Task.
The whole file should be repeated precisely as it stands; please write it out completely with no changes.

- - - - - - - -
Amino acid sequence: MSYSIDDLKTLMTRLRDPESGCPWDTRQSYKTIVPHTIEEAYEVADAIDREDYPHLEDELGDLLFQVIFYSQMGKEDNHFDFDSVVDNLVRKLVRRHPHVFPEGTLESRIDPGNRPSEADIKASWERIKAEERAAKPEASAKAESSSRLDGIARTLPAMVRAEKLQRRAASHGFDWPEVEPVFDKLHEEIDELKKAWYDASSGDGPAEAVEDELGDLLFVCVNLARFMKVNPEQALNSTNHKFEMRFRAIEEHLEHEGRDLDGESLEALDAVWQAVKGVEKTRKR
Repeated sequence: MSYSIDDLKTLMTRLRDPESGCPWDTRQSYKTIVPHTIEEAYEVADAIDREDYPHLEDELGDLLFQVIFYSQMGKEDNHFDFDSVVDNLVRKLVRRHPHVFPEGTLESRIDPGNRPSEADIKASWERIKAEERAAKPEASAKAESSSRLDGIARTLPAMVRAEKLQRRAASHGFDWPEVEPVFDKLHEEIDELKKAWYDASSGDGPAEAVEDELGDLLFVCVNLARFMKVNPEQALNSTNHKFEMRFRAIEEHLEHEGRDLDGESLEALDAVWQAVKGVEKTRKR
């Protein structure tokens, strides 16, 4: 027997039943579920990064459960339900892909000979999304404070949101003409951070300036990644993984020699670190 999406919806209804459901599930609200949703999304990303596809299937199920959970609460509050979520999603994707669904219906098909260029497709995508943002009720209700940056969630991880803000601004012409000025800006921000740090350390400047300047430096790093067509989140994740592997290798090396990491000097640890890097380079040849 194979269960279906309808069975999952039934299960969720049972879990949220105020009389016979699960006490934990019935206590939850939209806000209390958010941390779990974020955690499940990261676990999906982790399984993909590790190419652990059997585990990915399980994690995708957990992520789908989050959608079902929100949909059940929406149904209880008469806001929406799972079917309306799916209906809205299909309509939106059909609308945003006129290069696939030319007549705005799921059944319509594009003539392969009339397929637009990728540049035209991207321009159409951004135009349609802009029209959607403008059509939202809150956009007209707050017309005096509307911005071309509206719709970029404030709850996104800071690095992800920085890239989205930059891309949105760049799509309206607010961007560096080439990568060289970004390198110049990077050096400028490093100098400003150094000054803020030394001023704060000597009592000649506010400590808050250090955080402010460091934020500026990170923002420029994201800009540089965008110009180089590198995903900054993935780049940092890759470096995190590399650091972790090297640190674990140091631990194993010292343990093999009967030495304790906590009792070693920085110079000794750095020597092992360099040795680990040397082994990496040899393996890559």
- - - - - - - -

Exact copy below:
Amino acid sequence: MSYSIDDLKTLMTRLRDPESGCPWDTRQSYKTIVPHTIEEAYEVADAIDREDYPHLEDELGDLLFQVIFYSQMGKEDNHFDFDSVVDNLVRKLVRRHPHVFPEGTLESRIDPGNRPSEADIKASWERIKAEERAAKPEASAKAESSSRLDGIARTLPAMVRAEKLQRRAASHGFDWPEVEPVFDKLHEEIDELKKAWYDASSGDGPAEAVEDELGDLLFVCVNLARFMKVNPEQALNSTNHKFEMRFRAIEEHLEHEGRDLDGESLEALDAVWQAVKGVEKTRKR
Repeated sequence: MSYSIDDLKTLMTRLRDPESGCPWDTRQSYKTIVPHTIEEAYEVADAIDREDYPHLEDELGDLLFQVIFYSQMGKEDNHFDFDSVVDNLVRKLVRRHPHVFPEGTLESRIDPGNRPSEADIKASWERIKAEERAAKPEASAKAESSSRLDGIARTLPAMVRAEKLQRRAASHGFDWPEVEPVFDKLHEEIDELKKAWYDASSGDGPAEAVEDELGDLLFVCVNLARFMKVNPEQALNSTNHKFEMRFRAIEEHLEHEGRDLDGESLEALDAVWQAVKGVEKTRKR
């Protein structure tokens, strides 16, 4: 027997039943579920990064459960339900892909000979999304404070949101003409951070300036990644993984020699670190 999406919806209804459901599930609200949703999304990303596809299937199920959970609460509050979520999603994707669904219906098909260029497709995508943002009720209700940056969630991880803000601004012409000025800006921000740090350390400047300047430096790093067509989140994740592997290798090396990491000097640890890097380079040849 194979269960279906309808069975999952039934299960969720049972879990949220105020009389016979699960006490934990019935206590939850939209806000209390958010941390779990974020955690499940990261676990999906982790399984993909590790190419652990059997585990990915399980994690995708957990992520789908989050959608079902929100949909059940929406149904209880008469806001929406799972079917309306799916209906809205299909309509939106059909609308945003006129290069696939030319007549705005799921059944319509594009003539392969009339397929637009990728540049035209991207321009159409951004135009349609802009029209959607403008059509939202809150956009007209707050017309005096509307911005071309509206719709970029404030709850996104800071690095992800920085890239989205930059891309949105760049799509309206607010961007560096080439990568060289970004390198110049990077050096400028490093100098400003150094000054803020030394001023704060000597009592000649506010400590808050250090955080402010460091934020500026990170923002420029994201800009540089965008110009180089590198995903900054993935780049940092890759470096995190590399650091972790090297640190674990140091631990194993010292343990093999009967030495304790906590009792070693920085110079000794750095020597092992360099040795680990040397082994990496040899393996890559």